Spotting an email hoax may be easier than you think!
There are thousands of email hoaxes moving around the Internet at any given time. These email hoaxes cover a range of subject matter, including:
- Supposedly free giveaways in exchange for forwarding emails.
- Bogus virus alerts.
- False appeals to help sick children.
- Pointless petitions that lead nowhere and accomplish nothing.
- Dire, and completely fictional, warnings about products, companies, government policies or coming events
The good news is that, with a little bit of foreknowledge, email hoaxes are easy to detect. Hidden within the colourful prose of your average email hoax often lurk telling indicators of the email’s veracity.
Probably the most obvious of these indicators is a line such as “Send this email to everyone in your address book”. Hoax writers want their material to spread as far and as fast as possible, so almost every hoax email will in some way exhort you to send it to other people. Some email hoaxes take a more targeted approach and suggest that you send the email to a specified number of people in order to collect a prize or realize a benefit.
Another giveaway is that hoaxes tend not to provide checkable references to back up their spurious claims. Genuine competitions, promotions, giveaways or charity drives will usually provide a link to a company website or publication. Real virus warnings are likely to include a link to a reputable virus information website. Emails containing Government or company policy information are likely to include references to checkable sources such as news articles, websites or other publications.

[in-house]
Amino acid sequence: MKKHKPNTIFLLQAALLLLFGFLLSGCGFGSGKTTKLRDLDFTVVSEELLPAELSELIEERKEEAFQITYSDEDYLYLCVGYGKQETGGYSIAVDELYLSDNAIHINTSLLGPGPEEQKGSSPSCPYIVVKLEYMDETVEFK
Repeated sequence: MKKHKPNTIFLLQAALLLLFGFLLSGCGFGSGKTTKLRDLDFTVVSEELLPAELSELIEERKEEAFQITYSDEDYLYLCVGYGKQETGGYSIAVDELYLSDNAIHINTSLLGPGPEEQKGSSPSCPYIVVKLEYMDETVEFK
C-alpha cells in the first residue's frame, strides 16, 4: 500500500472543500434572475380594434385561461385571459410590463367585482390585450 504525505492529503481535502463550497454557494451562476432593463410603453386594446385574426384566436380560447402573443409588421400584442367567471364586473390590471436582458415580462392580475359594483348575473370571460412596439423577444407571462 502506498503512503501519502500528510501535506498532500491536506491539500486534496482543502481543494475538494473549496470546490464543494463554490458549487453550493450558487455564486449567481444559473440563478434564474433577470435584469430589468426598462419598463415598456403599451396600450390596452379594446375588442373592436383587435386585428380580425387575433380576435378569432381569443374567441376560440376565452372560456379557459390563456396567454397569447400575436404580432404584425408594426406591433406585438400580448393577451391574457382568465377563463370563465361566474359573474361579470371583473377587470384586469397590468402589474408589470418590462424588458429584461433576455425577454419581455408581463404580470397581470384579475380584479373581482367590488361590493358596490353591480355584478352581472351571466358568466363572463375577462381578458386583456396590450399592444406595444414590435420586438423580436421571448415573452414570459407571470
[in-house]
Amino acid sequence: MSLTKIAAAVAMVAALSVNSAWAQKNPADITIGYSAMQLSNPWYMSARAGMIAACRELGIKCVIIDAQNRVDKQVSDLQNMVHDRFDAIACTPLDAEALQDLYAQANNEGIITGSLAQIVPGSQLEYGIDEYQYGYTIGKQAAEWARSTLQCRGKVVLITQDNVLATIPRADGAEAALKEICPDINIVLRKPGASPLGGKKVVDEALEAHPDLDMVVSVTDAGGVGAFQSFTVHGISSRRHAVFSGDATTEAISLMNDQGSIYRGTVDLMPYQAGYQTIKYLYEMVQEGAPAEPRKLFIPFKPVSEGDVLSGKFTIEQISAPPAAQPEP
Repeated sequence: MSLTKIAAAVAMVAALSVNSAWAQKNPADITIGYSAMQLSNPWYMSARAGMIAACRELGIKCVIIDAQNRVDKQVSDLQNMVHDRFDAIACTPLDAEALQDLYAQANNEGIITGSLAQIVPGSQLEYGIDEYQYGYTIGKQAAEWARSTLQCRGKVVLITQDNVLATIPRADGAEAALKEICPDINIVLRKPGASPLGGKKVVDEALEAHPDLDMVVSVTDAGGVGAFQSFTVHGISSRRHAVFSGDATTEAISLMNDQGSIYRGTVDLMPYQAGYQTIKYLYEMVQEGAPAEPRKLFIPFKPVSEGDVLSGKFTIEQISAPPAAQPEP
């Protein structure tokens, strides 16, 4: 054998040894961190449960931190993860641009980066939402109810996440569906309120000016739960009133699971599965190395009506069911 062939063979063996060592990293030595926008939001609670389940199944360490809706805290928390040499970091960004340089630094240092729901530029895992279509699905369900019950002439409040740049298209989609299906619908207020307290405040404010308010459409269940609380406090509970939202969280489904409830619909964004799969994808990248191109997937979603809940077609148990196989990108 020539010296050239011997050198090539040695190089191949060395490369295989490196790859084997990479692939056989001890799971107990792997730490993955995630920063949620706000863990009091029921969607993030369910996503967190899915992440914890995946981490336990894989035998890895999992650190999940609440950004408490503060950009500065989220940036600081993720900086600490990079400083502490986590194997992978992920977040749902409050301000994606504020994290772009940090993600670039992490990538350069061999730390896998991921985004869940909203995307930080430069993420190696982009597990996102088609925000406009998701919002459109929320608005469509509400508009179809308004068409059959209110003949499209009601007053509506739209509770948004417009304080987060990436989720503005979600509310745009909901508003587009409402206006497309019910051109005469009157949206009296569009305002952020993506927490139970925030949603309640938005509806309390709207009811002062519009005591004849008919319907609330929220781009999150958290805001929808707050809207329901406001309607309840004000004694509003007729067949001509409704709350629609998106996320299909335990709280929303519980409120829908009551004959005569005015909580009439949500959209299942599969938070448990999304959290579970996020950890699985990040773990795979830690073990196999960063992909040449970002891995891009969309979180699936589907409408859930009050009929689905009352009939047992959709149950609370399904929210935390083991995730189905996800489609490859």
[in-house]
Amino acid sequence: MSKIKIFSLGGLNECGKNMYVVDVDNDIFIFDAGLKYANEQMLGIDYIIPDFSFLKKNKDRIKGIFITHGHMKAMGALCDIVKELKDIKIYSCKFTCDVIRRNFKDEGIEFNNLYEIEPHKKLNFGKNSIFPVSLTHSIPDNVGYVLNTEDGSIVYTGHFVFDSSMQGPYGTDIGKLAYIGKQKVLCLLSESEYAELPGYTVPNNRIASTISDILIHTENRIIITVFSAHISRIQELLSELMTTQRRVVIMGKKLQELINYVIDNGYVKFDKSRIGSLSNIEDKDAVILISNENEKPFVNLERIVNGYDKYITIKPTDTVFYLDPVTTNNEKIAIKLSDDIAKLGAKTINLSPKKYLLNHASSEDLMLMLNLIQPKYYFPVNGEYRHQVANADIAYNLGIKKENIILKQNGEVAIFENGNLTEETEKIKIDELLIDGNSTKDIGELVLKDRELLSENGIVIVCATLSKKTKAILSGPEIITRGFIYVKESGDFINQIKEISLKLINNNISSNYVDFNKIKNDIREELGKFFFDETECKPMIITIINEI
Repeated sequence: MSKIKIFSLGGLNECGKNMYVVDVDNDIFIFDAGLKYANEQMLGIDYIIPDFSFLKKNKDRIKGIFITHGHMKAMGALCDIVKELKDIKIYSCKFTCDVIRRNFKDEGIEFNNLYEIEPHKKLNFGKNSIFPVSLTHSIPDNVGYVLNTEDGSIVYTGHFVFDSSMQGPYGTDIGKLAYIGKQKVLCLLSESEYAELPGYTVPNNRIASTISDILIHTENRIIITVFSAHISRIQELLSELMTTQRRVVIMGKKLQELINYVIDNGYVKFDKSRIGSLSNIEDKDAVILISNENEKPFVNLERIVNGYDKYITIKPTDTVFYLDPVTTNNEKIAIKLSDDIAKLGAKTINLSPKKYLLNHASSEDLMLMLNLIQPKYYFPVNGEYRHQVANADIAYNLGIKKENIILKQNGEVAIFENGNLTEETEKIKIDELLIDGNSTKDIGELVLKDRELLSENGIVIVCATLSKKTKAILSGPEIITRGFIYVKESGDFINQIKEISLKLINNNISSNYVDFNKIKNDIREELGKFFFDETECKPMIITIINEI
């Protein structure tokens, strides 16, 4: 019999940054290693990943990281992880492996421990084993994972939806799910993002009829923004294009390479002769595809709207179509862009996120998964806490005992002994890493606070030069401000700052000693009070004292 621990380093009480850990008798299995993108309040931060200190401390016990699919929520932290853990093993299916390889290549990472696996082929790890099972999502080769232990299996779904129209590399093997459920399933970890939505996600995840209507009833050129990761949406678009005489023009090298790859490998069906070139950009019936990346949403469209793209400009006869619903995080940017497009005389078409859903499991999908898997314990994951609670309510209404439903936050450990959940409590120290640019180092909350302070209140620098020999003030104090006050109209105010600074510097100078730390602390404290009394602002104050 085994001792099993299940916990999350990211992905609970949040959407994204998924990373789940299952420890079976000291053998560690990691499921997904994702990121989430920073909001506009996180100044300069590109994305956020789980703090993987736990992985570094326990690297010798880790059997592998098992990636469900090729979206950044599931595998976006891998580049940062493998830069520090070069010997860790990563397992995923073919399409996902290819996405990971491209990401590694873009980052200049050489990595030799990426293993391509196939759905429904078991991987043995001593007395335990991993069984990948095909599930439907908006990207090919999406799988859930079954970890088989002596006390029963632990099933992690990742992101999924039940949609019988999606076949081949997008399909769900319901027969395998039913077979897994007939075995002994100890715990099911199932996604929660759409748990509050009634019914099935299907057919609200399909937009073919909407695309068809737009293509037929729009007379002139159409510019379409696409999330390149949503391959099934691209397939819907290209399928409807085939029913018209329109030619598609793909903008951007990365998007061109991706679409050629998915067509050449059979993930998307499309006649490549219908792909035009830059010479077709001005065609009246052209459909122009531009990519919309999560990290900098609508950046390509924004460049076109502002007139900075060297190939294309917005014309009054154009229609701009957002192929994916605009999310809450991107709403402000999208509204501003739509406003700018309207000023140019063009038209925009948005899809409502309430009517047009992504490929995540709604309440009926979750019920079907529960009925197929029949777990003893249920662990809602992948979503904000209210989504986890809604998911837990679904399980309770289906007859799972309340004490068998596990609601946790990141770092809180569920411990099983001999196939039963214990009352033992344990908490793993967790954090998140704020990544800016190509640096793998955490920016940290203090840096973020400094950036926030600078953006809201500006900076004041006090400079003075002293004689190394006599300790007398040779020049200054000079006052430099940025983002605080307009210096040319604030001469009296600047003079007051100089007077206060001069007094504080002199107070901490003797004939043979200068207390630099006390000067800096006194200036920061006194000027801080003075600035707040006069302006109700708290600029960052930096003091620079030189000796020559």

A third indicator is often the actual language used. Email hoax writers have a tendency to use an emotive, “over-the-top” style of writing peppered with words and phrases such as “Urgent”, “Danger”, “worst ever virus!!”, “sign now before it’s too late” and so on, often rendered in ALL CAPITAL LETTERS for added emphasis. Paragraphs dripping with pathos speak of dying children; others “shout” with almost rabid excitement about free air travel or mobile phones. As well, some email hoaxes try to add credibility by using highly technical language.
Before forwarding an email, asks yourself these questions:
- Does the email ask you to send it to a lot of other people?
- Does the email fail to provide confirmation sources?
- Is the language used overly emotive or highly technical?
A “yes” answer to one or more of the above questions should start some alarm bells ringing. These indicators do not offer conclusive evidence that the email is a hoax but they are certainly enough to warrant further investigation before you hit the “Forward” Button.